Archive by category | Natural disasters

Seismic study loses air over wildlife concerns

Bruce Gibson testifies against PG&E's proposed seismic survey.

A California regulatory board has  denied a key permit on 14 November for a proposed study of undersea faults near the Diablo Canyon nuclear power plant in San Luis Obispo County. The plant’s owners, San Francisco-based Pacific Gas and Electric Company (PG&E), had designed the project to aid the state in re-evaluating earthquake risks to California’s two nuclear facilities following the Fukushima Daiichi disaster in March 2011.  Read more

New York research facilities feel Sandy’s wrath

It was sometime around 8:00 pm on Monday night when the surging East River, driven by Hurricane Sandy, broke its banks and a deluge of brackish water came pouring into the basement of New York University’s Smilow Research Center at 30th Street. For neurobiologist Gordon Fishell, who was weathering the storm at his home in Larchmont, New York, it was the worst-case scenario for his research.  Read more

Prosecution asks for four-year sentence in Italian seismology trial

Public prosecutors in L’Aquila, Italy, have requested a four-year prison term for the six scientists and one government official charged with manslaughter after a magnitude-6.3 earthquake hit the city and its surroundings on 6 April 2009, killing 309 people (for more background on the case, read the Nature feature article ‘Scientists on trial: At fault?‘).  Read more

Japan’s nuclear sun to set?

Japan's nuclear sun to set?

A week can be a long time in politics, so today’s announcement by the Japanese government that it intends to phase out its 50 remaining nuclear reactors by around the 2030s is perhaps much less of a certainty than it might at first appear. Under the plan, existing reactors would be phased out when they reach 40 years of age so causing a gradual fall in nuclear’s share of electricity generation in Japan, as no new reactors are built to replace them.  Read more

Japanese science ministry takes partial blame for tsunami and meltdown

Japan’s ministry of science and education was supposed to be celebrating the 50th anniversary of its first annual White Paper on Science and Technology with the 2011 edition. Instead of a long spread of great achievements by Japanese scientists over the past five decades, however, the document, which was approved by the government yesterday, became the latest mea culpa for the poor handling of last March’s earthquake, tsunami and nuclear accident. The document puts the spotlight on the responsibility of the countries’ scientists and engineers.  Read more

Fukushima owner is nationalized

Fukushima is now officially everybody's problem.

It was as inevitable as cherry blossoms blooming in springtime: sooner or later, Japan had to nationalize the Tokyo Electric Power Company (TEPCO), the owner of the ruined Fukushima Daiichi nuclear plant. Today the government announced a ¥1 trillion (US$12.5 billion) plan to bail out the country’s largest utility, and at least temporarily take control.  Read more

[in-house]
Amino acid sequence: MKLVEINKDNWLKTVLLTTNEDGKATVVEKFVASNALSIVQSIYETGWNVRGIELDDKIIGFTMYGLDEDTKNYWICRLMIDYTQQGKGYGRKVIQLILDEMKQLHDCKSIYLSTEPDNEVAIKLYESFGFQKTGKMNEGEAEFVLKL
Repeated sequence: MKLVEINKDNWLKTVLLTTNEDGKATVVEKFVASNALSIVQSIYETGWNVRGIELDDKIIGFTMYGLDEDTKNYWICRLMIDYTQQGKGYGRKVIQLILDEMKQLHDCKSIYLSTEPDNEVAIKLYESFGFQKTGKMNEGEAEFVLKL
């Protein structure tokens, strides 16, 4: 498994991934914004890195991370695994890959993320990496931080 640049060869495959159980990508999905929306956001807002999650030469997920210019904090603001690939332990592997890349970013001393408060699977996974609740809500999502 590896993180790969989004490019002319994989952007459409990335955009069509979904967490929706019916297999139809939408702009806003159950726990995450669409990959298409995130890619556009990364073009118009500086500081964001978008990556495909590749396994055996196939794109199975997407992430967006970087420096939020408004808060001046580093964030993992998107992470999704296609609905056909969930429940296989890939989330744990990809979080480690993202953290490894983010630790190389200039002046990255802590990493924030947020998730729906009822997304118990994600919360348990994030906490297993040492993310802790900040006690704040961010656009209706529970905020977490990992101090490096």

Plutonium spotted far from Fukushima

Plutonium from Fukushima was found tens of kilometres from the plant.

A paper out today in the journal Scientific Reports shows evidence that radioactive plutonium spread tens of kilometres from the Fukushima Daiichi nuclear plant. The new work could lead people to believe that there is a health risk, but that is not the case.  Read more

New twists in Italian seismology trial

New twists in Italian seismology trial

The courthouse in L’Aquila, Italy, yesterday hosted the most anticipated hearing in the trial of six seismologists and one government official indicted for manslaughter over their reassurances to the public ahead of a deadly earthquake in 2009 (see Scientists face trial over earthquake deaths and Scientists on trial: At fault?). During the hearing, the former head of the Italian Civil Protection turned from a key witness into a defendant, and a seismologist from California criticized Italy’s top earthquake experts.  Read more

Western Himalayan region faces big quake risk

Western Himalayan region faces big quake risk

The Kashmir region in northwestern India could experience a magnitude 9 earthquake — several times larger than previously assumed. The revised risk estimate is worrying, says Roger Bilham of the University of Colorado, Boulder, who presented the results on 7 December at the American Geophysical Union meeting in San Francisco. “There are many cities and megacities in the region. And there are a couple of nuclear power plants there too,” he says. “You have two nuclear powers facing each other, armed to the teeth, facing a huge amount of damage”. Bilham speculates that perhaps 300,000 people might die in such an earthquake, not counting subsequent problems from political turmoil between India and Kashmir, or flooding.  Read more

Fracking caused British quakes

Fracking caused British quakes

A UK energy company has admitted that their hydraulic fracturing project (commonly known as ‘fracking’) probably caused a few surprisingly large earthquakes in Lancashire this spring. But, their report into the events concludes, it should be safe to continue operations in the area. Protesters disagree.  Read more